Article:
SA ‘Students plant future, restore past at Ka‘ala Farm in Waianae’ 1/20/19

By Mindy Pennybacker
January 20, 2019 Updated January 20, 2019 6:47am
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Students from Nanakuli High School work in kalo fields, cook with ulu and perform other hands-on learning tasks at Ka’ala Farm in Waianae Valley under the supervision of Eric Enos, executive director of the nonprofit Ka’ala Farm. Star-Advertiser video by Dennis Oda / doda@staradvertiser.com

It was a clear, cool, blue-sky morning of breathtaking beauty at Ka‘ala Farm and Cultural Learning Center, a green, 97-acre oasis at the top of dry Waianae Valley, where streams were diverted in the 19th century to irrigate plantations of sugar cane. Starting in 1978, under the leadership of the nonprofit’s executive director, Eric Enos, some of the water flow has been redirected back to Ka‘ala Valley, where ancient kalo loi and auwai (terraced fields and irrigation ditches for growing taro) are being restored and cultivated in the traditional Hawaiian way.

DENNIS ODA / DODA@STARADVERTISER.COM
Nanakuli High students work on Ka‘ala Farm as part of a Department of Education program A‘ali‘i, which lets them earn enough credits to graduate. “The kids struggle with attendance, behavioral issues or just their family life,” said teacher Jewelynn Kirkland. Above, students had come in from planting kalo in November. Before eating, everyone joined hands and said a pule.

“Where we are (the farm, as well as an adjacent 1,100 acres of former Ka‘ala Ranch, both leased by the nonprofit from the state) is the best preserved agricultural village system, with three major heiau and the loi still intact, because it was never bulldozed for sugar — too rocky,” Enos said as he and Jewelynn Kirkland, a teacher at Nanakuli High & Intermediate School, supervised 13 students planting dryland kalo. Against the backdrop of the stark cliffs of the Waianae Range and the sea shining far below at the valley mouth, it could have been a scene from ancient Hawaii, except for the young peoples’ T-shirts, slippers, jeans and shorts.  

DENNIS ODA / DODA@STARADVERTISER.COM
Nanakuli High students Christian Garcia, Darius Agor and Robert Baltazar prepared and pounded kalo that was grown on the farm.

“When we put water into the loi and the native forest, they return the water back into the stream as in the old Hawaiian system,” Enos said, referring to three pipes the farm has laid at the kane­wai, the headwaters of the valley streams, 1-1/2 miles uphill. In 1978, he and fellow Ka‘ala Farm co-founders laid the first pipe to a rivulet seeping out of an old sugar cane flume in what’s become celebrated as “bringing down the water” in local lore.

DENNIS ODA / DODA@STARADVERTISER.COM
To get to the farm, the staff drive their vehicles through a slow-moving stream of irrigation water. Eric Enos said during heavy rains, the roads wash out. He and his small staff maintain everything themselves, including rebuilding the dirt road twice in November.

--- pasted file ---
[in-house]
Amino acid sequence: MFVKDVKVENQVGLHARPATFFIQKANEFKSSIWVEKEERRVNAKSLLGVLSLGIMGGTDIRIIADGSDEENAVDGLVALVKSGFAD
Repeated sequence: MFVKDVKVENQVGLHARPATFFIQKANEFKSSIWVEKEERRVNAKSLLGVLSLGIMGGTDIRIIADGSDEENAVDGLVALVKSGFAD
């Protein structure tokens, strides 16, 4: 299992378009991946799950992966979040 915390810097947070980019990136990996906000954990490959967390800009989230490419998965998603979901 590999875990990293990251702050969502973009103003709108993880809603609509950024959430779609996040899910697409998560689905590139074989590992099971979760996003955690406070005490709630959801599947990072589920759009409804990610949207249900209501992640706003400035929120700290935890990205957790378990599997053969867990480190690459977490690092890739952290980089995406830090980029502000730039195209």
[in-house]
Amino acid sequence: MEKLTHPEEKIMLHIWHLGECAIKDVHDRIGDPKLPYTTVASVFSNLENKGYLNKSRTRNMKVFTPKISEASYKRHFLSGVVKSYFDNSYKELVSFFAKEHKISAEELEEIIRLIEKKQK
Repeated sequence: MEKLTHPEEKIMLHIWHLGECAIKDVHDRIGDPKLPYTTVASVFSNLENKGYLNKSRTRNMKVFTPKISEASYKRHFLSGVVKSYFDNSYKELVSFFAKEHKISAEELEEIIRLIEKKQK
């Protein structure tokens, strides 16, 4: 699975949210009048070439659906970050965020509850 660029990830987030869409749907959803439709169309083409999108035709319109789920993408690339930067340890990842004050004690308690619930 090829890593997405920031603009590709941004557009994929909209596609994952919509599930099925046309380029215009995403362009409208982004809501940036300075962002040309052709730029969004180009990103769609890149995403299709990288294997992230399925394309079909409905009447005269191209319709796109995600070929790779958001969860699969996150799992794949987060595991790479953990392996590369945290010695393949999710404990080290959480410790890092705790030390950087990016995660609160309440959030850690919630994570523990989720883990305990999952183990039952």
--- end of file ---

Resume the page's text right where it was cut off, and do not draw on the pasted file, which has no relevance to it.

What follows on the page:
It was a clear, cool, blue-sky morning of breathtaking beauty at Ka‘ala Farm and Cultural Learning Center, a green, 97-acre oasis at the top of dry Waianae Valley, where streams were diverted in the 19th century to irrigate plantations of sugar cane. Starting in 1978, under the leadership of the nonprofit’s executive director, Eric Enos, some of the water flow has been redirected back to Ka‘ala Valley, where ancient kalo loi and auwai (terraced fields and irrigation ditches for growing taro) are being restored and cultivated in the traditional Hawaiian way.

DENNIS ODA / DODA@STARADVERTISER.COM
Students from Nanakuli High School work in kalo fields, cook with ulu and and other foods from the land and do other hands-on learning tasks at Ka‘ala Farm in Waianae Valley under the supervision of Eric Enos, the executive director of the nonprofit, and his staff. Enos slices up ulu (breadfruit) that he cooked in a fire pit.

“Where we are (the farm, as well as an adjacent 1,100 acres of former Ka‘ala Ranch, both leased by the nonprofit from the state) is the best preserved agricultural village system, with three major heiau and the loi still intact, because it was never bulldozed for sugar — too rocky,” Enos said as he and Jewelynn Kirkland, a teacher at Nanakuli High & Intermediate School, supervised 13 students planting dryland kalo. Against the backdrop of the stark cliffs of the Waianae Range and the sea shining far below at the valley mouth, it could have been a scene from ancient Hawaii, except for the young peoples’ T-shirts, slippers, jeans and shorts.

DENNIS ODA / DODA@STARADVERTISER.COM
Eric Enos slices up ulu (breadfruit) that he cooked in a fire pit.